In his informative and lively introduction, Paul Hendrickson writes: 'There is a powerful inclination for may Americans of a certain age to believe that the Great Depression somehow existed in monochrome.' This book won't alter that perception but such is the quality and power of the colour images selected that one wonders why they are not better known already. The photographers of the Farm Security Administration and later the Office of War Information included such luminaries as Walker Evans, Dorothea Lange and Arthur Rothstein, whose black & white images of this time have helped define the American identify. Colour then was still something of a novelty but, in all, FSA/OWI photographers made 1,616 exposures on a revolutionary new film called Kodachrome. This book is a sample of that archive and what a fabulous collection it represents. Unusually for colour documentary, there is a lyricism and graphic beauty in the composition of many of these images. A lot of this is down to the colour density of early Kodachromes the fidelity of reproduction of skin tones, clothes, and natural colours is a revelation, and shows how unnaturally modified our tastes in colour have now become. But more importantly, this is one collection where colour has enhanced the authority of these images a s record of times of extraordinary courage and self-sacrifice. Reviewed by Keith Wilson.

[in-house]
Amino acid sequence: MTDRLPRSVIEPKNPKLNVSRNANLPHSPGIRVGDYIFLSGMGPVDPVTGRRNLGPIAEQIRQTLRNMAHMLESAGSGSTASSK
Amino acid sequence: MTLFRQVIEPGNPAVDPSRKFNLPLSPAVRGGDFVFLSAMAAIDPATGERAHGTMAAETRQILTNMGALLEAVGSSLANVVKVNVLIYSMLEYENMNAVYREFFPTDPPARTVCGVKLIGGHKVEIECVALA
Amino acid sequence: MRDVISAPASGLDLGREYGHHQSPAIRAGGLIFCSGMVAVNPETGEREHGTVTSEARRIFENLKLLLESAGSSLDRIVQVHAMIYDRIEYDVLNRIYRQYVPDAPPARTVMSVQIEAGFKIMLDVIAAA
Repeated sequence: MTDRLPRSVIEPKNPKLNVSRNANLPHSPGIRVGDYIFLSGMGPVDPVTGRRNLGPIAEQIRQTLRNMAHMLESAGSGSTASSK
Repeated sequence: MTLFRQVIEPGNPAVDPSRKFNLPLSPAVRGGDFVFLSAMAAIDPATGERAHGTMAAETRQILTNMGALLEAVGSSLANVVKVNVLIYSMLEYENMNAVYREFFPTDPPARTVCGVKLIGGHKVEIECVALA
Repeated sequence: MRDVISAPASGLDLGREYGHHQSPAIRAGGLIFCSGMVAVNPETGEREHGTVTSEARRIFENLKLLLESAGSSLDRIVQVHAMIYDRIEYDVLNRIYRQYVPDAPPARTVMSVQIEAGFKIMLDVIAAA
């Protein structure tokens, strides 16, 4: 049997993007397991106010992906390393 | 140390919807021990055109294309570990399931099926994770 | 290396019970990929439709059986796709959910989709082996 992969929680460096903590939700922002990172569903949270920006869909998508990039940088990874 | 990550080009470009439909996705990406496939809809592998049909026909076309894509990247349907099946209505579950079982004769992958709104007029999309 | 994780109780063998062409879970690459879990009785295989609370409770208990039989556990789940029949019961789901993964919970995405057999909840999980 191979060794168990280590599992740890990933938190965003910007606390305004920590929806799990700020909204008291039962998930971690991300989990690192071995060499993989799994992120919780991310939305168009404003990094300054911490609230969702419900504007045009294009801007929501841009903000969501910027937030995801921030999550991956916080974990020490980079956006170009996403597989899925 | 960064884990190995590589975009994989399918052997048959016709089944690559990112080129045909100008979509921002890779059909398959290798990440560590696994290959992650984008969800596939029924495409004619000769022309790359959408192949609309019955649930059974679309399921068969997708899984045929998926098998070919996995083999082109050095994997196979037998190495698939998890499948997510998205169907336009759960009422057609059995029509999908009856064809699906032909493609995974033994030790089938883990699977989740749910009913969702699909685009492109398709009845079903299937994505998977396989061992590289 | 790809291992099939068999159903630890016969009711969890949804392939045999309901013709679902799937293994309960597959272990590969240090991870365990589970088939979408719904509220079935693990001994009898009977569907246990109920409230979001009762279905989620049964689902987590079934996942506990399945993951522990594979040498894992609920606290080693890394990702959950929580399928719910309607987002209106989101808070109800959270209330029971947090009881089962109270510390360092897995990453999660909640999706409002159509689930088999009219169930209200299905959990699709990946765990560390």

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June Nile by Martha Holmes, Gavin Maxwell & Tim Scoones